Finding lost soldiers: A hero's 75-year journey home to Missouri - KCTV5

Finding lost soldiers: A hero's 75-year journey home to Missouri

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For 75 years, Private First Class Donald Tolson was presumed to be killed in action. He perished on the first day of the Battle of Tarawa on Nov. 20, 1943 alongside nearly 1,000 other casualties storming the beaches of the Japanese island. (KCTV5) For 75 years, Private First Class Donald Tolson was presumed to be killed in action. He perished on the first day of the Battle of Tarawa on Nov. 20, 1943 alongside nearly 1,000 other casualties storming the beaches of the Japanese island. (KCTV5)
LAREDO, MO (KCTV) -

A long-lost Marine is at home to rest after dying in combat decades ago. 

For 75 years, Private First Class Donald Tolson was presumed to be killed in action. He perished on the first day of the Battle of Tarawa on Nov. 20, 1943 alongside nearly 1,000 other casualties storming the beaches of the Japanese island.

It was a familiar story in Connie Cross's family. Her mother sometimes talked about her long-lost cousin. 

"He enlisted at the age of 17," Cross recalled. "He had to have his parents sign his papers."

She and her cousin, Teresa Smith, had heard about the hope Tolson's mother, Roxy Ann Tolson, had carried with her until the end of her life. Roxie Tolson had gone as far as to purchase a cemetery plot in Mt. Moriah Cemetary, praying that someday her son would be found.

"My mother would always tell me about my Aunt Roxie," Smith said. "She talked about how she just didn't know what had happened to her son."

For 75 years, Tolson's mystery went unsolved until Cross received a phone call from the Department of Defense.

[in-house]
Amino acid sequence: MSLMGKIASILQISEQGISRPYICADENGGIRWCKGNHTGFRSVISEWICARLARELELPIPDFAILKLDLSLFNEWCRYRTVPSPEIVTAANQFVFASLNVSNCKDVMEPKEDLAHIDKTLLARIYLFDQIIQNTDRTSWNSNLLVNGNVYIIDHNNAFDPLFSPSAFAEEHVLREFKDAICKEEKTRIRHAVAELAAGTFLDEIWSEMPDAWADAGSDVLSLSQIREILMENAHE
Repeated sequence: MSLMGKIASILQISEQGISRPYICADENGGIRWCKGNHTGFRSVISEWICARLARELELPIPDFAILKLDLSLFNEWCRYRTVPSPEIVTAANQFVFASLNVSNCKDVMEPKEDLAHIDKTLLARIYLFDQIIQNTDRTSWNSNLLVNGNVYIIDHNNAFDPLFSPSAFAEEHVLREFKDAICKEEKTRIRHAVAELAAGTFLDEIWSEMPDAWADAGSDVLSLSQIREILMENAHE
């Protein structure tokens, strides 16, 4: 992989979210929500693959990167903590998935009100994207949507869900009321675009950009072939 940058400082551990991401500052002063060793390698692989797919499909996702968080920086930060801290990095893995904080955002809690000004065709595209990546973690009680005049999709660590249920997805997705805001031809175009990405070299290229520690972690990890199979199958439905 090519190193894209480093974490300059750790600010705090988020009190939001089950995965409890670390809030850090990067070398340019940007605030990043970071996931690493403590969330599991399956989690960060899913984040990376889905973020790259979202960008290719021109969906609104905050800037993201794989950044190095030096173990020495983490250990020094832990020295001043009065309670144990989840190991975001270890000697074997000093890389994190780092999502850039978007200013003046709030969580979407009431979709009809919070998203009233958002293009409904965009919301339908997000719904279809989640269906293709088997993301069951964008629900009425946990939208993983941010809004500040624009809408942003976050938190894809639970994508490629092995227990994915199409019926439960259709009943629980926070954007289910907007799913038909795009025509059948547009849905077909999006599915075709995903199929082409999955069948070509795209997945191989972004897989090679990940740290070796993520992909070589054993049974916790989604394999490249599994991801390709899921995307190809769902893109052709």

"I was a little bit skeptical," she said. "I mean out of the blue someone from Quantico calls me?"

It turns out the Department of Defense had been searching for Tolsono and soldiers like him, too. The Defense POW/MIA Accounting Agency (DPAA) runs a program that searches for missing soldiers, exhumes their remains, and identifies them.

Rebecca Taylor leads a project that specializes in the Battle of Tarawa.

"We made a vow to our service members that we would bring them home," Taylor said. 

Tolson had been uncovered in a hastily dug cemetery near the beach where he died. He and dozens of other soldiers had been wrapped in their ponchos and buried with their belongings. 

"We use multiple lines of evidence, dental records for a lot of soldiers from WWII," Taylor said. "We also have their chest radiographs."

Tolson had been buried with his dog tags and Marines ring. His remains were also largely intact. Comparing his clavicle to X-Rays taken upon his enlistment was all the DPAA needed to identify him. The entire process took about 18 months.

"I never even knew there was a program like that," Cross said.

Once they identified him, the Department of Defense could finally give Tolson the hero's burial he deserved.

KCTV5 News covered his arrival at Kansas City International Airport in November. Dozens of Marines, police and first responders escorted Tolson to the grave his mother had set aside for him decades before. Her prayers had finally been answered.

"It was amazing, it was moving to have people acknowledge that sacrifice," Cross recalled.

Tolson's discovery and identification brought Cross and her family the closure they had waited on for decades, bringing to light the sacrifice he and so many others made.

"A story like this lets us know that we are one," Cross said. "There is still a deep patriotism in all of us."

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